Detection of Benign Breast Conditions | Benign Breast Tumors | Breast Inflammation or Infection | Fibrocystic Changes

Many women may develop benign forms of breast inflammation or infection. The most common forms are mastitis and duct ectasia.

Mastitis is the general classification given to any infection of the breast. Mastitis occurs most frequently in women who are breast-feeding. This condition is known as periductal mastitis. Cracked skin around the nipple allows bacteria cells from the skin surface to enter the breast duct, where they grow and attract inflammatory cells.

This condition usually resolves with antibiotic treatment. Occasionally, however, an abscess will form. An abscess is a collection of pus, or inflammatory cells and fluid. Abscesses are treated surgically by aspirating (draining) the fluid with a needle.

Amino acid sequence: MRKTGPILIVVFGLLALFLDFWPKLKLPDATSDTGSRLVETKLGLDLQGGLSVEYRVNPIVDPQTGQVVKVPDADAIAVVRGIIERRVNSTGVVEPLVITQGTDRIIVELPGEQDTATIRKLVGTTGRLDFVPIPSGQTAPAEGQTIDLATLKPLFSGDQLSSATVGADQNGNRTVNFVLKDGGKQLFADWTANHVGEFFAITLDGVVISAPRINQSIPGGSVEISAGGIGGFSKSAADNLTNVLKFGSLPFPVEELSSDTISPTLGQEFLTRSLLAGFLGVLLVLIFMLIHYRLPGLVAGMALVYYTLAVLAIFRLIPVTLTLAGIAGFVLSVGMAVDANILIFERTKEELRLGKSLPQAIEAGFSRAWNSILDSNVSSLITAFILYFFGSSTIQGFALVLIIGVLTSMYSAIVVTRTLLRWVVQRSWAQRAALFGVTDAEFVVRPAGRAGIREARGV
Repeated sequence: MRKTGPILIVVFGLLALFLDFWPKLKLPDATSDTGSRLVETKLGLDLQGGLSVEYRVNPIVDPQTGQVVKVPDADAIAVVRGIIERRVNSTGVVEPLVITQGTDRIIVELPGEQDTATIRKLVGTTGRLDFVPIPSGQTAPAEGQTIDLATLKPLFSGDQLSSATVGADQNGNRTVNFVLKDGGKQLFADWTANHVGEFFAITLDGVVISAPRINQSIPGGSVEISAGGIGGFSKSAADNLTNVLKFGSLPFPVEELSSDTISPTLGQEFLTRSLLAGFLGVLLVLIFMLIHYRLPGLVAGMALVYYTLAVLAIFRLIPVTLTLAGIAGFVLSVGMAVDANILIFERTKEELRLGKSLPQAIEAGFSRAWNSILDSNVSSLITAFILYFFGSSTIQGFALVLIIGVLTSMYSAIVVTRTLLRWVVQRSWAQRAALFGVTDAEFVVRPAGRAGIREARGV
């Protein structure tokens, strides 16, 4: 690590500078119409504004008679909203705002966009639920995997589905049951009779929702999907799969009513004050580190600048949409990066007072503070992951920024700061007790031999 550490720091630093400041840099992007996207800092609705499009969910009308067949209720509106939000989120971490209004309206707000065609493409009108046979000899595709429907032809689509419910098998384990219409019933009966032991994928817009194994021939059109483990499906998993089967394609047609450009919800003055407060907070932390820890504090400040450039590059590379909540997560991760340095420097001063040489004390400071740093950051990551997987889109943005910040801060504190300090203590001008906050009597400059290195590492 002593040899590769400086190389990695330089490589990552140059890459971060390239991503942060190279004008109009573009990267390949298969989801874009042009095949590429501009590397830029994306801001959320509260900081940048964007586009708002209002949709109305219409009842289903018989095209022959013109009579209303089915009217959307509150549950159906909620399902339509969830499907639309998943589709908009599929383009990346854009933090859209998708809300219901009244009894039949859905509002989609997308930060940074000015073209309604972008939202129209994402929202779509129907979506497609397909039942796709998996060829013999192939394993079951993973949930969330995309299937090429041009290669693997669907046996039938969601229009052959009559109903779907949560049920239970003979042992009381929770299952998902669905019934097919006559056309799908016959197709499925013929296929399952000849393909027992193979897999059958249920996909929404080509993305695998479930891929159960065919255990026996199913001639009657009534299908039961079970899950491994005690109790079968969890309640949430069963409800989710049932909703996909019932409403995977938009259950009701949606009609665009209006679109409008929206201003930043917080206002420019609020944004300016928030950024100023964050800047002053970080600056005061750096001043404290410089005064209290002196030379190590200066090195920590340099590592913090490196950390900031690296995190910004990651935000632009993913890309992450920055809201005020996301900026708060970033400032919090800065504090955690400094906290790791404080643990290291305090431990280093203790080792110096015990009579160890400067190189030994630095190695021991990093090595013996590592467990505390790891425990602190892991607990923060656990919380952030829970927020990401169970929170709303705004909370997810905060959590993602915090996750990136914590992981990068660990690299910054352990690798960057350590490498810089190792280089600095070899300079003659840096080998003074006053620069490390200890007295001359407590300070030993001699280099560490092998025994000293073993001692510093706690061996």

Duct ectasia is a widening of the ducts of the breast, a condition that occurs most frequently in women in their 40s and 50s. A thick and sticky discharge, usually gray to green in color, is the most common symptom. Tenderness and redness of the nipple and surrounding breast tissue may also be present. Sometimes, scar tissue forms around the abnormal duct, leading to a lump that may be initially mistaken for cancer.

Duct ectasia is usually treated with warm compresses and antibiotics. On some occasions, this condition does not respond adequately to antibiotics and surgical removal of the abnormal duct is required.